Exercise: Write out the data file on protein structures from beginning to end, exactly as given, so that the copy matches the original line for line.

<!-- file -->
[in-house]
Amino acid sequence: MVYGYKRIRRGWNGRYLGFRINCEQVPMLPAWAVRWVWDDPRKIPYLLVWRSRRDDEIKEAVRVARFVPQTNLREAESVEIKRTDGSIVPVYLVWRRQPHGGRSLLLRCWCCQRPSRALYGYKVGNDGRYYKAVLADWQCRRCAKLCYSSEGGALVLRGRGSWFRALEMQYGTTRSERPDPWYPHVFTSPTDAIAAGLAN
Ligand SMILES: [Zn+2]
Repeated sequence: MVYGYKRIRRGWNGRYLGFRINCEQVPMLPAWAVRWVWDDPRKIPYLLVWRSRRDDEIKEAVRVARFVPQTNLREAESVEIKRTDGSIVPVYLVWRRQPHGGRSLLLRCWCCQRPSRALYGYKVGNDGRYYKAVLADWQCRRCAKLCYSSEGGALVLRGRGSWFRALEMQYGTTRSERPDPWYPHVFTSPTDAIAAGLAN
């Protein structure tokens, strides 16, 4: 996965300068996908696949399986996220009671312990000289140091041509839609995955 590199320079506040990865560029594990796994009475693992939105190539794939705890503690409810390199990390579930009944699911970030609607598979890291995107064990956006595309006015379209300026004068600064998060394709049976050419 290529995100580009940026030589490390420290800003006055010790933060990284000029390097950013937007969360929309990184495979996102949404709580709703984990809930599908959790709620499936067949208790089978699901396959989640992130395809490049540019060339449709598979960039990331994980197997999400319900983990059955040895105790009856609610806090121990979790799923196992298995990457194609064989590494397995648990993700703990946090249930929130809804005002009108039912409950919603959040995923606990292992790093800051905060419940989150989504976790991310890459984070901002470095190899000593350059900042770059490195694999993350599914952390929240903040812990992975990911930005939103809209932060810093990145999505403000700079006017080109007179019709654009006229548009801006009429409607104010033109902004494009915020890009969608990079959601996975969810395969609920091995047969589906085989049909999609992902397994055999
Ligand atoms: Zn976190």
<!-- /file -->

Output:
[in-house]
Amino acid sequence: MVYGYKRIRRGWNGRYLGFRINCEQVPMLPAWAVRWVWDDPRKIPYLLVWRSRRDDEIKEAVRVARFVPQTNLREAESVEIKRTDGSIVPVYLVWRRQPHGGRSLLLRCWCCQRPSRALYGYKVGNDGRYYKAVLADWQCRRCAKLCYSSEGGALVLRGRGSWFRALEMQYGTTRSERPDPWYPHVFTSPTDAIAAGLAN
Ligand SMILES: [Zn+2]
Repeated sequence: MVYGYKRIRRGWNGRYLGFRINCEQVPMLPAWAVRWVWDDPRKIPYLLVWRSRRDDEIKEAVRVARFVPQTNLREAESVEIKRTDGSIVPVYLVWRRQPHGGRSLLLRCWCCQRPSRALYGYKVGNDGRYYKAVLADWQCRRCAKLCYSSEGGALVLRGRGSWFRALEMQYGTTRSERPDPWYPHVFTSPTDAIAAGLAN
């Protein structure tokens, strides 16, 4: 996965300068996908696949399986996220009671312990000289140091041509839609995955 590199320079506040990865560029594990796994009475693992939105190539794939705890503690409810390199990390579930009944699911970030609607598979890291995107064990956006595309006015379209300026004068600064998060394709049976050419 290529995100580009940026030589490390420290800003006055010790933060990284000029390097950013937007969360929309990184495979996102949404709580709703984990809930599908959790709620499936067949208790089978699901396959989640992130395809490049540019060339449709598979960039990331994980197997999400319900983990059955040895105790009856609610806090121990979790799923196992298995990457194609064989590494397995648990993700703990946090249930929130809804005002009108039912409950919603959040995923606990292992790093800051905060419940989150989504976790991310890459984070901002470095190899000593350059900042770059490195694999993350599914952390929240903040812990992975990911930005939103809209932060810093990145999505403000700079006017080109007179019709654009006229548009801006009429409607104010033109902004494009915020890009969608990079959601996975969810395969609920091995047969589906085989049909999609992902397994055999
Ligand atoms: Zn976190």